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What if you could erase memories from your mind? Would you benefit from the lost memories, or would you discover that those memories are all you have of yourself and those around you, and by losing those memories you're losing a bit of yourself? Eternal Sunshine offers those choices to its main characters, and Michel Gondry shows us the effects, brilliantly but subtly applying techniques that he has honed in music videos in the service of a film that, for the most part, runs in someone's head. Unfortunately, while the root themes of the film are intriguing, the script and the editing prove erratic and uneven, detracting from the main focus of the film. In the end, I had a love hate relationship with the film. I finally liked the film, but there were times when I thought that if I could erase certain parts from the celluloid, it could have been much stronger. Carrey was surprisingly good.

EUREKA. Shinji Aoyama, 2000. 217min.
A beautifully photographed study of people in search of themselves in the aftermath of violence, Eureka traces the lives of the three survivors of a killer's rampage on the bus they were riding upon. Hostages and witnesses to the murder of the other passengers (as well as the death of the killer by a police bullet), the three end up living together as a family of sorts, trying to understand what happened to them and how to continue living with their past. Remarkably, the director allows the film to unfold at its own pace, the camera carefully picking up on the details of their lives, recording their slow process of discovery as the corpses of young women begin to be found in their village. The film is highly observant, remembering small occurrences like where a boy leaves his gum to be subtly recalled and woven into a later scene as a man casually notices it under a railing and absently pries it loose. The gorgeous black and white photography belie their stark lives, as the camera perfectly composes each scene--at times the photography alone would be enough to keep one's interest--and the long silences allow the actors to portray their emotions on their faces. It is a fantastic piece of work, not the least of which for the time it is given to depict these lives, a necessary allowance. I can't imagine losing a single scene of the whole as even empty spaces and silences serve to inform the lives of the characters; the film proves completely absorbing. Similar in theme to The Sweet Hereafter (Atom Egoyan, 1997), a film that also concerns the ways in which people survive tramatic experiences (also as a result of a bus incident), Eureka also evokes The 400 Blows (Francois Truffaut, 1959) and, strangely, Escape to Wtich Mountain (John Hough, 1975). Ultimately cathartic, the film offers no simple solutions, and even the personal triumphs tend towards the bittersweet. Not a simple film to watch (or find the time to watch), but very well worth the effort. 5.5.01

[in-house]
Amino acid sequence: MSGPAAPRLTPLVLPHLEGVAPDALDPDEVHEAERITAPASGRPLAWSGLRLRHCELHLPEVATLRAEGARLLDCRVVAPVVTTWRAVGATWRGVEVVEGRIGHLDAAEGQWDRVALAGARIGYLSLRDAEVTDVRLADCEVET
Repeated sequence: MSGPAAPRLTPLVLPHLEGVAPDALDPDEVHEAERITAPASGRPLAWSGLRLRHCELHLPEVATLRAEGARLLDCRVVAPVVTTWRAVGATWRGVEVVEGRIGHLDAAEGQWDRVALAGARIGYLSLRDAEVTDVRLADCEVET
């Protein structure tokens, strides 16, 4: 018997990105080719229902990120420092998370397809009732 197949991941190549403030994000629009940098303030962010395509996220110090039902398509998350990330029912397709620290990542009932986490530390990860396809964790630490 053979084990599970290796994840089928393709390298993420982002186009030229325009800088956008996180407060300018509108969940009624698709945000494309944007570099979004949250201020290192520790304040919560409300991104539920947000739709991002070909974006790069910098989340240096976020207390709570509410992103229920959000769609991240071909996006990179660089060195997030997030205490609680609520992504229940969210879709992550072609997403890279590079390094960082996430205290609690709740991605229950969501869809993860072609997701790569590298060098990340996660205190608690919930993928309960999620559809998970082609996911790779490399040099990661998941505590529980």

THE EXTERMINATING ANGEL. Luis Bunuel, 1962. 95min.
A dark undercurrent pervades the start of the movie as servants depart a house for no understandable reason. The host has gathered friends for a dinner party and they arrive and enter the house. Twice. So is the remarkable setup that Bunuel establishes establishes where the guests are unable to leave. At once a low comedy and a scathing commentary on the bourgeois and our baser instincts, the film draws hours into days and then longer as the people continue to be trapped seemingly by their own inability to leave. Such strange forces at work outside prove to create a fascinating study of how manners devolve until the film becomes a "Lord of the Flies" of sorts in dinner jackets and fancy dress. To see him at work in a more surreal sense, definitely see Un Chien Andalou (1928), his first film co-directed with Salvador Dali. And another film which mines the dark undercurrent of bourgoise life is his very fine Belle du Jour (1967) starring Catherine Deneuve. 4.9.00


EQUILIBRIUM. Kurt Wimmer, 2002. 107min.
If the Matrix existed in the world of an Apple commercial, you might get something akin to Equilibrium. In a future distopia, war and violence have been eradicated. The method for doing so is an injection that the citizens of the world volunarily subject themselves to that effectively removes emotion. In a Fahrenheit 451 twist, art and anything that triggers emotionial attachment or feeling is banned and burned. In the outskirts of the city, a band of insurgents seeks to regain their own humanity, and those of the world at large, by sabotaging the plants and the big brother figure that controls the city. Christian Bale stars as a Cleric (one who upholds the quasi-religious arm that seeks out sense-offenders --those who feel) who comes to realize that feelings are what makes us human. The film tries for cool effects, as Clerics are taught gun katatas, which we are told improve marksmanship greatly, and there should be something neat about fighting hand to hand with guns, but somehow it all falls flat. The premise should work, but it's been overworked for too long, and in the end, even the climax seems a drawn out foregone conclusion. It's a film that should be cool, but unfortunately just plain isn't.

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